Wednesday on Facebook, I had the most amazing experience. Suffering from an all-day migraine, I had spent the afternoon bored out of my mind, obsessively checking Facebook while the television droned in the background. At one point, this status update from my friend Alyson appeared in my feed:
ALGEBRAAAAAAAAAAAAAAAAAAA!!! (Shaking fist angrily in air at math gods)
I was Batman and here was the bat signal. How could I help?
The first response was from someone I didn’t know and very typical: “Outside of college, you don’t really need it, right?” I rolled my eyes inwardly and thought about why Alyson might need to solve an algebra problem. Then I remembered her incredibly bright son, who is completely enamored with computers. I mean in love with the machines. I’d bet my last dollar that the boy will find himself programming or engineering or something in STEM as an adult. In other words, he would need algebra.
I posted a few questions to see how I could help, and eventually Alyson posted the original equation to solve:
Whew! It is a doozy, right? Alyson had one very specific question: how to handle the last term of the equation: . I told her the simple answer — that it was the same thing as . Still a teacher at heart, I wanted to see what she could do with that information. Was it enough to help her solve the problem?
Meanwhile lots of other people were chiming in, and Alyson was expressing lots of feelings:
And just so everyone knows, I suck at fractions. Always have, always will. When I took SAT and ACT and whatever else, I literally turned all fractions into decimals because I can never remember how to add, subtract, divide, multiply, etc. fractions.
I’m close to crying…I still don’t understand what you’re saying. He worked the whole thing out at got what my online algebra check thing says is a wrong answer, and I’m trying to work it out so I can figure out how to get the RIGHT answer and I really do think I’m going to cry…
Frustration cry. Because I didn’t think I’d ever use math. And I was wrong. For the record. Sorry, Mrs. Blankenship.
This is a super smart lady. She edits college-level courses of all kinds, and she’s had a successful freelance writing career for many years. And I can completely identify with her frustration. I’d been struggling with Venn diagrams and conditional statements all day. No wonder I had a migrane.
But then something really amazing happened. Really amazing. A mutual facebook friend and writer, Jody (owner of Charlotte on the Cheap) tagged us both in her status update:
Do I have it right? Do I?
She had attached this photo:
At 6:15 on a Wednesday evening, she had not only worked out a challenging pre-algebra problem but also taken the time to scan it and post on Facebook. She was so excited. And, yes, she had gotten the correct answer.
She had also done it differently than I did. But that’s not even the best part. Alyson saw Jody’s process and looked carefully — very carefully. She posted this:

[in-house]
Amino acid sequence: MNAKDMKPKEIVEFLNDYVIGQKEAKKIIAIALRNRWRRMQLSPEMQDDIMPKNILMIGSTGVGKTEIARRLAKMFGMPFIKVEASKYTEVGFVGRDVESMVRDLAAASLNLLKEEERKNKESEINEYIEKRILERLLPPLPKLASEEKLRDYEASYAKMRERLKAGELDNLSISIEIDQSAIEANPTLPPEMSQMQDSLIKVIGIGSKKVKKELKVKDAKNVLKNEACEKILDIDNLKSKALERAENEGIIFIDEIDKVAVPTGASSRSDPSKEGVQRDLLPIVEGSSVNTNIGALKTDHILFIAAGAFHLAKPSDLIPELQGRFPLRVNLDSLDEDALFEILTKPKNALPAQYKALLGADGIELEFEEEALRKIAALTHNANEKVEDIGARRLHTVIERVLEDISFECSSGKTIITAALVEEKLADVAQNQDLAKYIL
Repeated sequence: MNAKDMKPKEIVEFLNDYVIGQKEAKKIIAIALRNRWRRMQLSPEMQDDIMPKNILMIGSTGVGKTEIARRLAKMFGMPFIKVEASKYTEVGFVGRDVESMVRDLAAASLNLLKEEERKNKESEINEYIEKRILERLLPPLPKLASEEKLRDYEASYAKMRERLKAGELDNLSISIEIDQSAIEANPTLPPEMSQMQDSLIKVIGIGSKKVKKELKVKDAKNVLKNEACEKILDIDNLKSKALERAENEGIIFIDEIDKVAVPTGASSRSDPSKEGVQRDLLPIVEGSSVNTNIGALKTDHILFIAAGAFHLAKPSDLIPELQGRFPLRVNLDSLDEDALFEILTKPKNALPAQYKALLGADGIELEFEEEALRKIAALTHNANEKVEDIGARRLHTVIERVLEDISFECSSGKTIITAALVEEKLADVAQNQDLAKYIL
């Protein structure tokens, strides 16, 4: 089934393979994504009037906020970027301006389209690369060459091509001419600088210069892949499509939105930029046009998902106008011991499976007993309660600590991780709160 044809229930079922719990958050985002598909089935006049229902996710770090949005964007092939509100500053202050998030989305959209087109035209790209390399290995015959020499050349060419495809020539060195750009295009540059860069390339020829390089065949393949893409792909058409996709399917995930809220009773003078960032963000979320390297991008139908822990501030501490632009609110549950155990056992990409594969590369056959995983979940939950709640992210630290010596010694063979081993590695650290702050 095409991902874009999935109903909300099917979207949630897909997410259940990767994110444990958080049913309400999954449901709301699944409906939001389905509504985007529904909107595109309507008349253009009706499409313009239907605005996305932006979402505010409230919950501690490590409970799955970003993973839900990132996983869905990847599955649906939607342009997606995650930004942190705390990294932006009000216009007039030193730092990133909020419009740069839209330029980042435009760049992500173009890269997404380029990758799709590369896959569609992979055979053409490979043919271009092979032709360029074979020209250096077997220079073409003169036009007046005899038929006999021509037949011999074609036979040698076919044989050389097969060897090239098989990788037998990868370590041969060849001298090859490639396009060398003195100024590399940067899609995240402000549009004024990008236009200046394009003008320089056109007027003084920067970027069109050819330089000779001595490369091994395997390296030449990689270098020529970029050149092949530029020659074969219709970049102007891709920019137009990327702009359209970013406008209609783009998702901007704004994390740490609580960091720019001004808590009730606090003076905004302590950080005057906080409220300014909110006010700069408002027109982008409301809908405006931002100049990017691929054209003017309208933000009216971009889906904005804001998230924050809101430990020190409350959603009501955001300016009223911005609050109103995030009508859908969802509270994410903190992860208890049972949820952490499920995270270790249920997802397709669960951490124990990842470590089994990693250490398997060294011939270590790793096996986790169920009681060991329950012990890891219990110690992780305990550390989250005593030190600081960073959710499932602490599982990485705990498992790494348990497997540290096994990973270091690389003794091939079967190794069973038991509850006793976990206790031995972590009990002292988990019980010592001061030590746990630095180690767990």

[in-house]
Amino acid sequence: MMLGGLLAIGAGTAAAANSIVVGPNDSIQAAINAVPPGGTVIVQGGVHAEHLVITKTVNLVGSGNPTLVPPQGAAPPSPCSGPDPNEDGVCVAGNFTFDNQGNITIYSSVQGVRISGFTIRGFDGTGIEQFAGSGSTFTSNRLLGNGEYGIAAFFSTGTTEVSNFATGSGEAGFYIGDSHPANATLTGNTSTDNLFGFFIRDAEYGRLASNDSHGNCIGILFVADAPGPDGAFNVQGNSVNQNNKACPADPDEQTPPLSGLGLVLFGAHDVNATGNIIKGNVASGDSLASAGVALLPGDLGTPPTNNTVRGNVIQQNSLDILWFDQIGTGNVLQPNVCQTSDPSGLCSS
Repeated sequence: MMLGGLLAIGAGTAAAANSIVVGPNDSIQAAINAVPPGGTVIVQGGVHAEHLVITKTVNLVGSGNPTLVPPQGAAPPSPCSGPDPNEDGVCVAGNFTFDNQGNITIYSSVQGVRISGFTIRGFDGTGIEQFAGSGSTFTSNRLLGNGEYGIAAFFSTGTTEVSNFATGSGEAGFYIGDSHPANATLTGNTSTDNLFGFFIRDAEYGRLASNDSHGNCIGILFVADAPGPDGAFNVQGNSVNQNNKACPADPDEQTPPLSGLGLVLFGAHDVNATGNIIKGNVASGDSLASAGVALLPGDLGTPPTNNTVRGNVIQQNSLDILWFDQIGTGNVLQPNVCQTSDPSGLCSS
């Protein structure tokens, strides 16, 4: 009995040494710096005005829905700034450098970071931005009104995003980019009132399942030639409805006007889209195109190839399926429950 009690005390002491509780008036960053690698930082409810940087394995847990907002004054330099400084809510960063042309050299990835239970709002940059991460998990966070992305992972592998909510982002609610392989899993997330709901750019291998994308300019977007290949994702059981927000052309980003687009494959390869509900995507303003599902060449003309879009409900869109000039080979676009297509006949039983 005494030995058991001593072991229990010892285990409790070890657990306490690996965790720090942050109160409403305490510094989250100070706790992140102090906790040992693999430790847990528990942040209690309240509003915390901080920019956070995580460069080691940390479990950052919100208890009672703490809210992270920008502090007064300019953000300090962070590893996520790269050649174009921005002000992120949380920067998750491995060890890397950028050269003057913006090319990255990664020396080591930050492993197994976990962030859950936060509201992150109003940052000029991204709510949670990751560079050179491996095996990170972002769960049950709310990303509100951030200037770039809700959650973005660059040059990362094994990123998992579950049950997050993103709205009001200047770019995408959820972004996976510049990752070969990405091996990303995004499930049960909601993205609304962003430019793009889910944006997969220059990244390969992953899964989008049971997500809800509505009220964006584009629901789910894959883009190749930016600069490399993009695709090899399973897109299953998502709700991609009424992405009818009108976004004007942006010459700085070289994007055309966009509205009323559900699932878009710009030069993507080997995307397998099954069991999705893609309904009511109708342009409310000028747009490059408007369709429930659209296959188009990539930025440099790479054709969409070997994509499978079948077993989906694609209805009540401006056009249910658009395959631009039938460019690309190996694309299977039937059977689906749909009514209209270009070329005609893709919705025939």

I worked through it on my own twice using your strategy, which ended up making a lot of sense to me once I talked it out a few times. So now I can explain it to [my son] and actually have a clue what I’m talking about. THANK YOU.
Within an hour, another of Alyson’s friends had posted one more way to do the problem. It was a smorgasbord of solutions!
But here’s the very best part: with all of these threads, there were very few people chiming in to say that they were too dumb to help or “who cares?” In fact, I saw many more people posting things like this:
This I can do. Proof reading for grammar errors…….not so much!
I will be glad to do some algebra when the time comes.
I love math, call me, text me pictures!!!! I will PM you my number.
Why WHY WHY are you having an algebra party without ME?! I love me some equations!
It wasn’t a complete love-fest, but it was worlds different than I’m used to seeing. The tenor of the discussion was supportive and positive, rather than defeated. Sure, there’s was lots of frustration. And I’m betting that there were lots of people reading the threads and thinking, “Good god, I’m going to be in BIG trouble when my kid takes algebra.” But what played out in the end was a good experience — not just getting the right answer but learning different ways to approach the problem.
I originally became a math teacher because I was convinced of two things: math is important and anyone can do math. For years, I’ve felt pretty alone in those two estimations — especially after leaving the classroom. Yet, here was a community of people who were working from the same premise, encouraging Alyson and excitedly trying out the problem themselves.
I can’t think of a better way to end Back-to-School month at Math for Grownups. If you parents can express this enthusiasm — along with your frustration, if you have any — you’ll be doing your kids a big favor. It’s the pushing through and looking for ways to understand things differently that makes a difference. Imagine how much more empowered and confident our kids will feel if they get the message that math is important and that they can do it.
What positive messages about math have you seen lately? Have you found ways to be more encouraging about math with your own kids? Share your thoughts in the comments section.